The old people say they came in Izvoarele in the first half of the 19th century from Southern Greece were the war started. This is proved by their slogans which are still taught to children. These slogans were used during the Greek revolution.
They probably came from Mani, a harsh, remote region in the South of Peloponnese where under the final bey Petros Mavromichalis the local clans united, instigating the Greek independence uprising on 17 March 1821. The local clans were of Byzantine origin and came there in the 15th century after the collapse of the Byzantine Empire. The most powerful formed a local aristocracy known as the Nyclians. The clans fought each other for supremacy. Because of this the Ottoman Empire wisely refrained from ruling the Mani directly, but instead quietly encourage the clans to feud in order to weaken potential rebellions, and appointed a Nyclian chieftain as bey (regional lord). The losing clan members that were defeated ran away in other places.
The inhabitants of Izvoarele speak Romeika the language spoken in the Byzantine Empire. The name Romeika comes from the way the inhabitants of the Empire called themselves "Ρωμιοί" ("Romioi") meaning Romans. It is possible the Greeks from Izvoarele were members of the clans who accompanied Alexander Ypsilantis. Eteria had especially Phanariote (Byzantine) members. It is also possible they came after Greece was reconquered.
The people that live in the Mani region of Greece (the Maniots) claim they are descendants of the Spartan warriors. They are the last that embraced Christianity in Greece, in the 9th century, and therefore kept a lot of pagan traditions. Many fled to other places like Corsica island (there are some who support the idea that Napoleon Bonaparte was part Maniot), Catalonia, Ioannina where they settled on Nisi island in the 17th century because of the clan's oppressions.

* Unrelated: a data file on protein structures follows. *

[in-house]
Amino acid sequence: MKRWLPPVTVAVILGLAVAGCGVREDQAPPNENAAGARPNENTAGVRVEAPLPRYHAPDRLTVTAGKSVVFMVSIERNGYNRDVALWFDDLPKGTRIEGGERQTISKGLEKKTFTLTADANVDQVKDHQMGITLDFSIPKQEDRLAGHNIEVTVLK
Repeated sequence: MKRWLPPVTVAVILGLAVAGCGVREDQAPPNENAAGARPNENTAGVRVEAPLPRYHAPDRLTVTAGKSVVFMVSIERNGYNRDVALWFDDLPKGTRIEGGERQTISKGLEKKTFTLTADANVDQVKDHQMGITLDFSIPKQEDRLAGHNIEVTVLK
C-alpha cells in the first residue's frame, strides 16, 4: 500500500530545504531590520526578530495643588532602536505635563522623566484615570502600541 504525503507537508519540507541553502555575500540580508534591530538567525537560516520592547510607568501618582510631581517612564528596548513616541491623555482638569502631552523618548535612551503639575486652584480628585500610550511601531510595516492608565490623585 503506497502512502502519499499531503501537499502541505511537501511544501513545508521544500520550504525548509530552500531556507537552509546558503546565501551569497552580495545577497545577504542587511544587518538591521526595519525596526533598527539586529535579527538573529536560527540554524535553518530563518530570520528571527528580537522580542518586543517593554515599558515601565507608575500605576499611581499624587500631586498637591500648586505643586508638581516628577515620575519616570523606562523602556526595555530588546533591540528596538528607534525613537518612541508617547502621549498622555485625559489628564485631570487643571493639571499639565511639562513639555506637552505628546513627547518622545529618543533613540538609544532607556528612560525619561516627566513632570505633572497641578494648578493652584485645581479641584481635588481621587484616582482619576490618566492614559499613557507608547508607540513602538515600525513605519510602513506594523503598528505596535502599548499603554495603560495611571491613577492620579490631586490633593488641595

The people from Izvoarele have a series of traditions that refer to pagan gods and heroes ("Hurhumbalu'", "Lazarelul") that in the meantime lost their original meaning so it is most likely they came from here. They probably came after the Ottoman Empire regained control over Peloponnesse.
The Maniots are a very superstitious people. Maniots mainly believe in witches, demons, vampires, and ghosts. The people from Izvoarele are also very superstitious. In the village there were some women who claimed to have supernatural powers. They were called witches by the inhabitants. They were known in all Romania and all kind of people with problems came to them for help: sick people, women who couldn't have children, possessed people, women who wanted someone to fall in love with them etc. The witches performed spells, exorcism and prepared magic potions.
It is also possible the Greeks from Izvoarele were a mixture of Byzantine clan members and Mani locals.
In any case they were Maniots, Byzantines or both. One thing is certain though: they were Greek revolutionaries that came in Tulcea county, Dobruja with their revolutionary flags, songs and slogans!

2) They came from Smyrna during the Greco–Turkish War of 1919–1922, also called the War in Asia Minor. This theory however is probably wrong because men in Izvoarele village fought in the World War I for Romania and the elders in the Greek community sustain they came in Tulcea in the 19th century.